By some standards, Whitehorse is a town where lots of businesses and restaurants close early. But this gastropub keeps the party going until 2 a.m. every day, serving Canadian wines from Laughing Stock and Painted Rock, as well as craft cocktails and beers. If hunger strikes, order a thin–crust pizza with Yukon Gold potatoes and bacon, or the Arctic char with dill butter.
What to Do
Explore the Yukon River in a canoe or in a kayak with a guide on a half– or a full–day tour for a glimpse of what it’s like to navigate one of Canada’s big northern rivers. If you’re an expert paddler, you can rent a canoe and set out on your own multi–day adventure.
If you’re enamoured of the work of British Columbia–based painter Meghan Hildebrand, you won’t be able to leave Whitehorse without some of her gorgeous handmade soap. Drawing inspiration from nature, Hildebrand makes soaps using wild–harvested ingredients like Slims River Valley glacial silt (found in the top–selling Kluane bar), fireweed and rosehip. Even the stylish packaging pays tribute to the landscape.
Yukon Beringia Interpretive Centre
Get an idea for what it might have felt like for the continent’s first humans to stare down – or rather up at – a woolly mammoth by standing below a three–metre–tall replica skeleton of the now–extinct animal. At this science centre dedicated to Beringia, the non–glaciated area that served as a land bridge between Asia and North America, you can also get up close with the likenesses of giant short–faced bears and American scimitar cats.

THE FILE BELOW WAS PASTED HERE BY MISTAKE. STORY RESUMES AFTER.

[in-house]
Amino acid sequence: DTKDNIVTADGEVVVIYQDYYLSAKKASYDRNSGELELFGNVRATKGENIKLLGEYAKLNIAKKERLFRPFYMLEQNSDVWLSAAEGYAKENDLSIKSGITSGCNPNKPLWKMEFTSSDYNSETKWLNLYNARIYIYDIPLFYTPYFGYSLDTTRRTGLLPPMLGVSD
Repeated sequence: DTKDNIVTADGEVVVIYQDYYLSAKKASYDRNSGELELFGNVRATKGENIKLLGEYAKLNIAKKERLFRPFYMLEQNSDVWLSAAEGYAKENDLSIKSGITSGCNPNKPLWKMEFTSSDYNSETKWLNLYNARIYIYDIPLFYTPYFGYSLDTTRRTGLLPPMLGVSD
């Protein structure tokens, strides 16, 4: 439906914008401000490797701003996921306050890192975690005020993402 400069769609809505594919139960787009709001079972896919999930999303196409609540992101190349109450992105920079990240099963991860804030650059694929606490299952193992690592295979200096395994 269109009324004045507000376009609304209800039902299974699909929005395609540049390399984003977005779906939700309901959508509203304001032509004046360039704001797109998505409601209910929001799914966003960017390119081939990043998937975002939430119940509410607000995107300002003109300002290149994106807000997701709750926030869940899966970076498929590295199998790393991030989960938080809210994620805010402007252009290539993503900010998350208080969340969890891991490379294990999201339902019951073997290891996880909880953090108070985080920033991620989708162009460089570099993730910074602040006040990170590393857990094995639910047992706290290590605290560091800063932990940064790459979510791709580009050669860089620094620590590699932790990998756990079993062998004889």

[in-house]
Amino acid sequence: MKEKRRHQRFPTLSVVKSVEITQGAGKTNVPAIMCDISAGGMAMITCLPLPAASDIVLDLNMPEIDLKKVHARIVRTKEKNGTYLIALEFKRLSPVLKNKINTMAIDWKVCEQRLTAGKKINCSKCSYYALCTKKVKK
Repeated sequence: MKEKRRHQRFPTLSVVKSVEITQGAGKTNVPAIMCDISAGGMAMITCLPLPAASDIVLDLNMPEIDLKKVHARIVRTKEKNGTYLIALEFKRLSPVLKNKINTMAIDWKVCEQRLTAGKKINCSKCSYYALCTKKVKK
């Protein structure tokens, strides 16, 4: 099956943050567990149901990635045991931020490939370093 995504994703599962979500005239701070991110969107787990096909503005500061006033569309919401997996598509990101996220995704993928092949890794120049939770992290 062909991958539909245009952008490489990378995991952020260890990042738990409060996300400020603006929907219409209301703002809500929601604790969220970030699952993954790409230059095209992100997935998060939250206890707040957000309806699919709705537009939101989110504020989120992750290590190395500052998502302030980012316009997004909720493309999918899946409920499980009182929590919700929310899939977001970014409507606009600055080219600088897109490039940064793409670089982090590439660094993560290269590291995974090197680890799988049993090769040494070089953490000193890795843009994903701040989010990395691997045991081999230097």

A glass–blowing studio–slash–gallery, this is the place to go for a hands–on experience of turning molten glass – liquefied at 1,200°C – into works of art. If that’s too hot to handle, shop off–the–shelf pieces, such as the Northern Lights Series wineglasses, featuring swirls of colours reminiscent of the aurora borealis.
Hop on your mountain bike and pedal the forested trails alongside the Yukon River toward Miles Canyon. The narrow section, where the water seems to turn turquoise, is the picturesque place that prompted the city’s name. (Before the hydroelectric dam was built downriver, close to the city, this section was rife with rapids so frothy, they resembled the unruly manes of white horses.) In winter, you can trek Miles Canyon on snowshoes or cross–country skis.
The Collective Good
Find hipster–friendly gifts and mementos at this design store, which stocks an array of clothing, accessories and homewares by indie artists and labels. For Yukon–themed goods, browse the shop’s own in–house line, which includes retro–vibe graphic tees, totes and tuques.
Whitehorse Fishladder and Hatchery
Five minutes from downtown, Whitehorse Fishladder and Hatchery lets visitors see a bypass point that helps migrating salmon navigate the treacherous route around the dam. On your stroll, you’ll learn about the fish and their spawning along one of the longest salmon migratory routes in the world.
Kwanlin Dün Cultural Centre
The ancestors of the Kwanlin Dün First Nation have lived along the banks of the Chu Nínkwän, a.k.a. the Yukon River, for millennia. Here you can see cultural exhibitions and First Nations artwork, partake in daily interpretive programs during the summer season and visit the artists in residence.